The Federal Communication Commission (FCC) has announced the end of the US 700MHz auction, but won't be saying who's snapped up the frequencies for another 10 days or so while they officially close the sale.
The delay is down to the lack of bids on the D block, which had a reserve of $1.6bn and an obligation to provide a network to which emergency responders would have priority access. That block didn't sell, so must be separated from the auction before the rest of the winners can be identified.
Eight regional licences in the A and B blocks also didn't sell, though 1090 did. The much-touted C block didn't end up in one buyer's hands but got split into 12 regional lumps, making it likely that the winners are existing operators looking to fill holes in their coverage, rather than new players wanting to deploy exciting new services.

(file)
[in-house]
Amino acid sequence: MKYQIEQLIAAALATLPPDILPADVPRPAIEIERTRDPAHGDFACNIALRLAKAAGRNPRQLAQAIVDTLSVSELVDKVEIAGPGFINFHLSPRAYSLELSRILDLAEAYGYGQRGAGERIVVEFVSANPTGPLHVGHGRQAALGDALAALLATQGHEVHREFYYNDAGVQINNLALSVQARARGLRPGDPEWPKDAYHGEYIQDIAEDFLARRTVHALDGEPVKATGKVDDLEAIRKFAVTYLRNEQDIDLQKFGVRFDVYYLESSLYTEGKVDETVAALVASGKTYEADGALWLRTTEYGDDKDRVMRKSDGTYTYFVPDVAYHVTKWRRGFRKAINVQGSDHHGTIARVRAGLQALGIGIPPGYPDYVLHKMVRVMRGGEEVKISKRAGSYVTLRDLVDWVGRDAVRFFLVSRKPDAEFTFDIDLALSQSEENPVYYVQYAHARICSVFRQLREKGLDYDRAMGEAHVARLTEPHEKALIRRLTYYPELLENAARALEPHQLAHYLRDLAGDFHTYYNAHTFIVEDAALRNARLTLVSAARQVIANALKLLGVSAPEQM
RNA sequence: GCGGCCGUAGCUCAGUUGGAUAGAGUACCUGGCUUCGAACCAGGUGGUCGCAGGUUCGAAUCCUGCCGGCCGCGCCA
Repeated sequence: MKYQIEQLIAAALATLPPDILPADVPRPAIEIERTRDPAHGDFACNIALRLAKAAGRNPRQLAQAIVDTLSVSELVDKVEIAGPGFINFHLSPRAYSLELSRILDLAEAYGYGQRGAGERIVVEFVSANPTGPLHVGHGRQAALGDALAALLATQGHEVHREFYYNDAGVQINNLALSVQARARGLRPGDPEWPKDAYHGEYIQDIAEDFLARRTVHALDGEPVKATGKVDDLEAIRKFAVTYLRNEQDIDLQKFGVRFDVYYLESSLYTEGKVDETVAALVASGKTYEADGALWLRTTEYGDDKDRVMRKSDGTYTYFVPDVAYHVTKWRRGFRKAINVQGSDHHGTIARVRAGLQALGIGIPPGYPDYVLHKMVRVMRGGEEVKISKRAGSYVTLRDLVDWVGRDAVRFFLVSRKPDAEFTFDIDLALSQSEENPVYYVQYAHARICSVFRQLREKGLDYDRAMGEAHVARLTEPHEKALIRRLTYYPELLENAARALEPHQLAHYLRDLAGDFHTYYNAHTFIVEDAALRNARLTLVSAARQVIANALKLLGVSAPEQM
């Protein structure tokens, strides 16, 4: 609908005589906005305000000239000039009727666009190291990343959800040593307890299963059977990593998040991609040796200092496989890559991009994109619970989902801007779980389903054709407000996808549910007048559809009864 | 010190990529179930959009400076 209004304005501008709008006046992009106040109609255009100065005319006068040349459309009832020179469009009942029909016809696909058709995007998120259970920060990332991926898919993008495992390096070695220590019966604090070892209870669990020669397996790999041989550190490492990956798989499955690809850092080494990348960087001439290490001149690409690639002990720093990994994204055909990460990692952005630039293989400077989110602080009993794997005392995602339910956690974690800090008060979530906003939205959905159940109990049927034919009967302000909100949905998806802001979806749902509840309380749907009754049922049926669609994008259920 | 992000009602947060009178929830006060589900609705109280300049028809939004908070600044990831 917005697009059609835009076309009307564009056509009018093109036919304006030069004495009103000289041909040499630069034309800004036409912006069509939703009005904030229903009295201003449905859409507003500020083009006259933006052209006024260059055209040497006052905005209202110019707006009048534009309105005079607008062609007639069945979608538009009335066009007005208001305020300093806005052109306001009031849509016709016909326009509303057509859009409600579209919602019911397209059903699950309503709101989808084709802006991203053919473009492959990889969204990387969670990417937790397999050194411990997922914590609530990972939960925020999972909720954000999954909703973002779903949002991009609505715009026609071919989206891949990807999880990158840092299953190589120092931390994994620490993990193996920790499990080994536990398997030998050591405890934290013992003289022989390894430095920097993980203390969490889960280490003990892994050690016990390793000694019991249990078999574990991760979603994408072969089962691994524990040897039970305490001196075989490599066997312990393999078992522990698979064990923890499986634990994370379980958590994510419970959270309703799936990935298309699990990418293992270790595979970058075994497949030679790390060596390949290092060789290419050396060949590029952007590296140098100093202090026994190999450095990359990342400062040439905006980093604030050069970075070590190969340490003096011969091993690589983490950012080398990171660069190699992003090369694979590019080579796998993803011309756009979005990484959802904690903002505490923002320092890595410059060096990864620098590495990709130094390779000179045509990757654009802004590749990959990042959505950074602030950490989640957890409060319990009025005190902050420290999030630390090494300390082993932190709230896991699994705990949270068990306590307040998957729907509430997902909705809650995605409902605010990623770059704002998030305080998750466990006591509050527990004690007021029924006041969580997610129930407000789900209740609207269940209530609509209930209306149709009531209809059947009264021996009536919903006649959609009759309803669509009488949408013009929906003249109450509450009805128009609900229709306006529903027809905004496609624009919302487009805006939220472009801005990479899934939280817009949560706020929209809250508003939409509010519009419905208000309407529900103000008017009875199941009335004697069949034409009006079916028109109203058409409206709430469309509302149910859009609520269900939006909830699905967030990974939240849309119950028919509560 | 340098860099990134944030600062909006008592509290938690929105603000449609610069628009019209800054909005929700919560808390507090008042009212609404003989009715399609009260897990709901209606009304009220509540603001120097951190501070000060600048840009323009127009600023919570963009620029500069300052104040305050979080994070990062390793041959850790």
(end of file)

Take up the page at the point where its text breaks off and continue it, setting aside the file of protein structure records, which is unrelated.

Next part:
Whoever won has deep pockets - the $19.592bn raised is more than the combined total the FCC has raised through auctions over the last 15 years, and almost twice the estimated price.
The FCC already has plans for the cash. Apparently, it's to be spent on "public safety and digital television transition initiatives", so it's digital set-top boxes all round then. ®